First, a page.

Why do you want a draw versus a fade?
Well, a fade produces more spin, which means it won’t roll out as much. When you hit a draw, the golf ball lands and rolls, which is the easiest way to add distance to your drive.
If you haven’t been drawing the golf ball, it’s time to make a few adjustments to your setup.
This is the perfect setup for hitting a draw with your driver:
Now, it can be tricky to find the right amount of body tilt. Fortunately, there’s an easy technique for that.
Now you’re all set up to hit a nice, high draw.
Now that you know the three major golf swing mistakes that are holding you back as an “experienced” golfer, I want to leave you with one more drill.
This drill is valuable for players of any age, but it’s especially helpful for senior golfers. I call it the TV drill, and it’s a simple exercise that helps you find the golf swing motion for hitting a draw naturally.
And—as I mentioned—the draw is a powerful tool for finding more distance in your later years.
That’s the whole thing. It’s that simple.
If you like to add a visual to help you out, place any object a few feet out in front of the ball and slightly to the right of the target line. A towel, a head cover, anything. Then finish your golf shot with the butt end of the club pointing to that object.
It may seem too easy to be effective, but this drill actually makes a big difference. When you swing through with this goal in mind, you naturally learn to swing the golf club from in to out. (That’s how you get a draw.)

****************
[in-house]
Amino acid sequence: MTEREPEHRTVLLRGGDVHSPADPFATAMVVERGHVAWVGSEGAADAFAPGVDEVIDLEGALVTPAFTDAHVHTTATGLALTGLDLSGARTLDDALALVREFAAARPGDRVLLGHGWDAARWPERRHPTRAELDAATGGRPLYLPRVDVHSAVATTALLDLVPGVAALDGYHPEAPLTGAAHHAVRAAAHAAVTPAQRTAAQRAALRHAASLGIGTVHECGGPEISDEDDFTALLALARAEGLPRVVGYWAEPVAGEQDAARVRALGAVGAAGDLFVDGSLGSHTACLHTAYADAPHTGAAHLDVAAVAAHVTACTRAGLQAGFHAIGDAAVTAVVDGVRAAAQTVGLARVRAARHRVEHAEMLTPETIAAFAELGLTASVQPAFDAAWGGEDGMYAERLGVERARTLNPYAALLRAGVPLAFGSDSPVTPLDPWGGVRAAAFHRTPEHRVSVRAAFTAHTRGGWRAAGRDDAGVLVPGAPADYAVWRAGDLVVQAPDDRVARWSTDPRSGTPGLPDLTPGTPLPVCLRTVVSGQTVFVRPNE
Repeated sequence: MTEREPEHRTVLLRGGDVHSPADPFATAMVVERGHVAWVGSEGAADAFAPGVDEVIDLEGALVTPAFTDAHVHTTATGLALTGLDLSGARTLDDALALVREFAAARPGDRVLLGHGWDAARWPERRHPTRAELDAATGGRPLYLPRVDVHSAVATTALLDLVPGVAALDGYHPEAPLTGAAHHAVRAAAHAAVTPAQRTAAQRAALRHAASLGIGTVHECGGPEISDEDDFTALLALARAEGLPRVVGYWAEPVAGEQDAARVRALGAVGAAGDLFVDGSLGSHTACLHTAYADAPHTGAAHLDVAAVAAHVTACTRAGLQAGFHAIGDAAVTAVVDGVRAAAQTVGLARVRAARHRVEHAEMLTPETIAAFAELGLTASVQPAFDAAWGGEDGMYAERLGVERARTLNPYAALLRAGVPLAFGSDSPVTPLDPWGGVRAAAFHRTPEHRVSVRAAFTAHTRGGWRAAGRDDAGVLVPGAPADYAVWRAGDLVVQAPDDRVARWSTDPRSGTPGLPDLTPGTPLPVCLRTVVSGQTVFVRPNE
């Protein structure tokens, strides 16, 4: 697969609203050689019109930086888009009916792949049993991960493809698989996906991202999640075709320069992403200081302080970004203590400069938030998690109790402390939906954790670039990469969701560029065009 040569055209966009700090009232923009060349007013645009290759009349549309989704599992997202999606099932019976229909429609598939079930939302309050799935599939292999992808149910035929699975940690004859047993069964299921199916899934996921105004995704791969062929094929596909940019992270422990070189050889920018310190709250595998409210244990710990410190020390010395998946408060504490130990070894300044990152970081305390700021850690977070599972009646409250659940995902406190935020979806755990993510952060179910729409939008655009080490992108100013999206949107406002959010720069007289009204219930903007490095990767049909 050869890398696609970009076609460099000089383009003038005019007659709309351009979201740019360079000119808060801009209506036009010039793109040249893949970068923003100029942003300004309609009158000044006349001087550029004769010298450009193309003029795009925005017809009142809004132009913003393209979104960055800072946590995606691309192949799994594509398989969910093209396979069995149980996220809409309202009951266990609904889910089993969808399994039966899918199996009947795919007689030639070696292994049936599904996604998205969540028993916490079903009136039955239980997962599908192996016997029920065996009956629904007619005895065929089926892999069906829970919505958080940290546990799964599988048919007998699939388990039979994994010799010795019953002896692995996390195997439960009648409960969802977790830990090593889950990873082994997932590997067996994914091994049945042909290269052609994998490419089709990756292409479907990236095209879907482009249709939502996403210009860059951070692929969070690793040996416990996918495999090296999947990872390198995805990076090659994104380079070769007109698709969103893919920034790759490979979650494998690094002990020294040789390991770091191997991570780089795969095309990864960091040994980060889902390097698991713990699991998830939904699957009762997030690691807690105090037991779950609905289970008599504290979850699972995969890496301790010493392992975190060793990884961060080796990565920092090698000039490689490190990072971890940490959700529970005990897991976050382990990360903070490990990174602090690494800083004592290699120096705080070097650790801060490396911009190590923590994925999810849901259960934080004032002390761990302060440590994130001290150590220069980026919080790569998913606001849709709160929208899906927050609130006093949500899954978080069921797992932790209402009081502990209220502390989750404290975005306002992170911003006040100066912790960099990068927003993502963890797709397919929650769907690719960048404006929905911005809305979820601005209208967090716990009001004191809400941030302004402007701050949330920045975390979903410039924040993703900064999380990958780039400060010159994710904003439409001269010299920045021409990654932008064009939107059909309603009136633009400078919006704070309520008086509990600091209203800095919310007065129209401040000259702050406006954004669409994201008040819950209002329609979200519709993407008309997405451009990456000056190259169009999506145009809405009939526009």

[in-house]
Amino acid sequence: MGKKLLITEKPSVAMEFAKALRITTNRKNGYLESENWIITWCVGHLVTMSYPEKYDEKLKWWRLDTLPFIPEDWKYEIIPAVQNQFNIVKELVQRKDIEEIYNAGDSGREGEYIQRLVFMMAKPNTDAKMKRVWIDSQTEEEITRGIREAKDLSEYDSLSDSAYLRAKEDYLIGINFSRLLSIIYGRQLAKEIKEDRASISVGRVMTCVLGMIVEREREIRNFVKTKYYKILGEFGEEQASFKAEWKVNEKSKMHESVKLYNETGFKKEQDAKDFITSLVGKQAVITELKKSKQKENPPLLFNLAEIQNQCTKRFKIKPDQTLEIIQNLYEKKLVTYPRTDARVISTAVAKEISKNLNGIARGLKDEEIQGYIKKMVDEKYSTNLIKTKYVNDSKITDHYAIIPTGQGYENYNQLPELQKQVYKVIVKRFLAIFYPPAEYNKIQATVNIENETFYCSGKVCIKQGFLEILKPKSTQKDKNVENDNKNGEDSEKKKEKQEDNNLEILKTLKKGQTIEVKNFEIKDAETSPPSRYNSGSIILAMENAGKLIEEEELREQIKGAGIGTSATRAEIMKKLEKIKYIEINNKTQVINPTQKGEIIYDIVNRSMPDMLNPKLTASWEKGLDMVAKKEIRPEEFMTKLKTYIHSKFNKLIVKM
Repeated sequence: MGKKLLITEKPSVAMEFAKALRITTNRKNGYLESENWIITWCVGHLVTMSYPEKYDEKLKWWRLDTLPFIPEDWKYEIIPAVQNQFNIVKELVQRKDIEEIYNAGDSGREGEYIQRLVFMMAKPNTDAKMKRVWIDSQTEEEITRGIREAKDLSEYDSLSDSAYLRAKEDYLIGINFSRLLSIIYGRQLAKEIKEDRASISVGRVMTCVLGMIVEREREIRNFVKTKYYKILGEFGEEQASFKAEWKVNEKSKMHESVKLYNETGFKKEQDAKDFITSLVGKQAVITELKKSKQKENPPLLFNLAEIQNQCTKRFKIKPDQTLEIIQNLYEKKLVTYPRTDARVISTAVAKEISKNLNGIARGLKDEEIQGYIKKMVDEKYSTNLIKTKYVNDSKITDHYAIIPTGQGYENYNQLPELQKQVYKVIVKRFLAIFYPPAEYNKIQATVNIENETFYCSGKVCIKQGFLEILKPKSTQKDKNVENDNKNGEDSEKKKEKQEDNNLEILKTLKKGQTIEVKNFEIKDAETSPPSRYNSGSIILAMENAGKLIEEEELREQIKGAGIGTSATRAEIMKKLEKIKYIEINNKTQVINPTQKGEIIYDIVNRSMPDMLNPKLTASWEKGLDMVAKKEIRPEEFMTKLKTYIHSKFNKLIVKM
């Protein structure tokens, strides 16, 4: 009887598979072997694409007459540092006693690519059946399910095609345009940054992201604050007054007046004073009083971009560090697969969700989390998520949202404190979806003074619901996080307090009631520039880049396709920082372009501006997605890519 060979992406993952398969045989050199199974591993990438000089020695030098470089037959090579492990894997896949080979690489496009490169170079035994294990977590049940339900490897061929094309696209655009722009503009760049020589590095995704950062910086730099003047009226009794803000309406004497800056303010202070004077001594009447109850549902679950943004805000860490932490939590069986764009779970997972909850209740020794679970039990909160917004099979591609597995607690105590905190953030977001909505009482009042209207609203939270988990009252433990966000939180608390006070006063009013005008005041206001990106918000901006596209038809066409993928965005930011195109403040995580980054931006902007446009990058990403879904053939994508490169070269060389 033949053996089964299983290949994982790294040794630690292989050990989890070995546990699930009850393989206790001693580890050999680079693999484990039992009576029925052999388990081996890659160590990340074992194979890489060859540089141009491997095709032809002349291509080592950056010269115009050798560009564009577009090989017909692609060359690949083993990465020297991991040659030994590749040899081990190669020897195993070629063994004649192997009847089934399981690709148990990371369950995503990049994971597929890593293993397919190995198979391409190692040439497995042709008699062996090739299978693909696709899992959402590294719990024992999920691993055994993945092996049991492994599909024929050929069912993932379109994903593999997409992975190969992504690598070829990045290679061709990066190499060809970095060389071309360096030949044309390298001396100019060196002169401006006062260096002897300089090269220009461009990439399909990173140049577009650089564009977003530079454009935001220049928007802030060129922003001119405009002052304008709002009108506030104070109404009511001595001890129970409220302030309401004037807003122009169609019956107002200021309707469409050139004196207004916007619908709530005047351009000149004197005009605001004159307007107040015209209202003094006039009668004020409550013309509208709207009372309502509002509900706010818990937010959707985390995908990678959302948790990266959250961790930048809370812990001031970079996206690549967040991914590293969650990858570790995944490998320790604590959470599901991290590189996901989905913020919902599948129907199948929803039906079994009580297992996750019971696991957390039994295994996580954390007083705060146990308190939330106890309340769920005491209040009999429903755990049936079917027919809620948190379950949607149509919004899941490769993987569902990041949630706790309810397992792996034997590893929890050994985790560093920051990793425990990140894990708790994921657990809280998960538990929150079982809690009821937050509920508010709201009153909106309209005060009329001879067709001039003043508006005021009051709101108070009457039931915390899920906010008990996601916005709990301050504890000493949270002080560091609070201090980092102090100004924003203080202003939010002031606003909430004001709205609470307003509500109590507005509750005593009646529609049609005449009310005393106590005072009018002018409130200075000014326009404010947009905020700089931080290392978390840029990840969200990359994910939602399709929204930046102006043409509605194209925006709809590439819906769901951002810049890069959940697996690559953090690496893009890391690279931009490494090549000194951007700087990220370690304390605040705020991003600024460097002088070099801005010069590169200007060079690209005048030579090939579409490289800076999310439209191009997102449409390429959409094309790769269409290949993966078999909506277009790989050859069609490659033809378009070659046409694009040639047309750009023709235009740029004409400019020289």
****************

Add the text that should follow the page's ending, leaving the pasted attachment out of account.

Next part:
The TV drill also teaches you how to release the club face and get it back to square at the right time.
In other words, you train your body to find the swing mechanics of a solid draw without all the effort and overthinking. Give it a shot, and let me know how it goes.
We’ve really only scratched the surface of the senior golf swing. These basics provide a solid foundation, but you can definitely dig deeper if you’d like. In addition to checking out my free Power Clinic Golf, I recommend:
Join us in the comments with your feedback, questions, and opinions. We love hearing from you!
For more in-depth golf tips, visit us at GreatGolfTipsNow.com. This golf instruction is completely free and packed with detailed advice to help you play better golf!
How does distance with vertical line swing versus pro style compare.
We have found our players who use the Vertical Line Swing notice a nice uptick in their distance. Good stuff!
Should I attempt to shallow my swing using the vertical line swing?
Good question. If the body moves correctly, the club will naturally shallow on its own. The club will react to the body movement. Make sense? If you have not already, check out our YouTube channel for more Vertical Line Swing ideas https://youtu.be/4obK1N-N9qY
I’m 58 with multiple injuries from my time in the marine corps.
I started to try using the Stack and Tilt swing it has help me a lot.